Are you working 59 hours a week? 'Radical action' needed to tackle teachers' long working hours

Written by: Pete Henshaw | Published:
Image: Adobe Stock

One in four teachers work more than 59 hours a week and many work in the evenings and at weekends according to a study involving data from more than 40,000 teachers in England.

The University College London (UCL) research uses data collected between 1992 and 2017 and finds that the average working week of 47 hours has changed little over this period, although between 2013 and 2017 it has risen to 49 hours per week.

This average figure from 1992 to 2017 rises to 49 hours a week for secondary school teachers and peaks in the summer term at an average of 50 hours a week.

It is thought to be the first study to attempt to track the working hours of teachers over such a long period of time.

The research, which has been funded by the Nuffield Foundation, finds that 40 per cent of teachers in England usually work in the evening, while 10 per cent usually work at the weekend. One in four teachers put in an average of 10.7 hours a day (more than 59 hours a week), while one in 10 work 65 hours per week.

A breakdown of the working day also reveals that many teachers work with very few breaks, often working through lunch or taking only short breaks to eat. The report states: “Lunch breaks are often short. For eight per cent of teachers they are less than 30 minutes long, while for 29 percent they are 30 to 44 minutes.”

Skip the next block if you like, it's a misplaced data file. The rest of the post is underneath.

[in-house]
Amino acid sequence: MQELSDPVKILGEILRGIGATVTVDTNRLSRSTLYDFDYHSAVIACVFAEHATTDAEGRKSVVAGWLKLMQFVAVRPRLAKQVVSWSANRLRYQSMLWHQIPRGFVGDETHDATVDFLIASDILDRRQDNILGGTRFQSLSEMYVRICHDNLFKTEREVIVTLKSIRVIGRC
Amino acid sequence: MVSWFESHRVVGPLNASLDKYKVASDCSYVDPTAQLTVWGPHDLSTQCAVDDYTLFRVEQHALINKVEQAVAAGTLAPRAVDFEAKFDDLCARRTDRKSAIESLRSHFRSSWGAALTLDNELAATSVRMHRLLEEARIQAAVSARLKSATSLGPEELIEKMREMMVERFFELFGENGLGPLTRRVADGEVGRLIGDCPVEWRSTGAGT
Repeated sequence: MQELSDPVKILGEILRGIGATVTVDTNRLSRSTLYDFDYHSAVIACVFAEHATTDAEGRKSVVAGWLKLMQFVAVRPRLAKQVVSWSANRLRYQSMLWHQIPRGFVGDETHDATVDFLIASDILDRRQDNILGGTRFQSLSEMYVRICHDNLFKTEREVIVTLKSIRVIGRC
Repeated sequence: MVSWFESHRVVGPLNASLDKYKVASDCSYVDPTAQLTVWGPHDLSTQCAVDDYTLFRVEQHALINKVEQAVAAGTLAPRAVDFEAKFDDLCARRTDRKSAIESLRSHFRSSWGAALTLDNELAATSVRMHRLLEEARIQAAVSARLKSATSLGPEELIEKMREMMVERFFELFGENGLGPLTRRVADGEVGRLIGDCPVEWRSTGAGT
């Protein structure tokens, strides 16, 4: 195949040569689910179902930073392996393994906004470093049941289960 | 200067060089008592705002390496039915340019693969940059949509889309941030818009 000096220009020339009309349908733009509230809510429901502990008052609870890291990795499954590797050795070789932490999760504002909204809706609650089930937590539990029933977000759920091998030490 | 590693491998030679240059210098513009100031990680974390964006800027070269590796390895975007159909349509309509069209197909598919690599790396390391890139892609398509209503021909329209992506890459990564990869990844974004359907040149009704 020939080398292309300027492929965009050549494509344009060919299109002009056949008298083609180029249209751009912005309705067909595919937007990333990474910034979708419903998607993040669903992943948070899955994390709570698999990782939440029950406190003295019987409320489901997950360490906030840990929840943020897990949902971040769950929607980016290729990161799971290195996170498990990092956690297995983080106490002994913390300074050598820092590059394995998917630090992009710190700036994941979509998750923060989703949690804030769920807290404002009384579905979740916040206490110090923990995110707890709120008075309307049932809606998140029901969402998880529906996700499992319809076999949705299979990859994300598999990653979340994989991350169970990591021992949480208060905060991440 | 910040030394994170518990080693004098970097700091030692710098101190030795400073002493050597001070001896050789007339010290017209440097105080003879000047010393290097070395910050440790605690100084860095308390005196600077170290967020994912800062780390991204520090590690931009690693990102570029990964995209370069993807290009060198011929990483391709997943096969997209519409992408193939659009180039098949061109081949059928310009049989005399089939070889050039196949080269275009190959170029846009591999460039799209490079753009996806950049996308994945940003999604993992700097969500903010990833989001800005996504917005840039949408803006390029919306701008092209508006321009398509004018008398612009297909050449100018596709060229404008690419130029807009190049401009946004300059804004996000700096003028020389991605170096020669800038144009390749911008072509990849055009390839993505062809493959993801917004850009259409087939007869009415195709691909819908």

Furthermore, full-time secondary teachers said they spend almost as much time on management, administration, marking and lesson planning each week (20.1 hours) as they do teaching pupils (20.5 hours).

Teachers in England are also working longer hours than their counterparts in other developed nations – the average working week across the OECD countries being 41 hours.

Given that the high levels of working hours have remained largely stable between 1992 and 2017, the report warns that more radical action may be required to tackle the problem.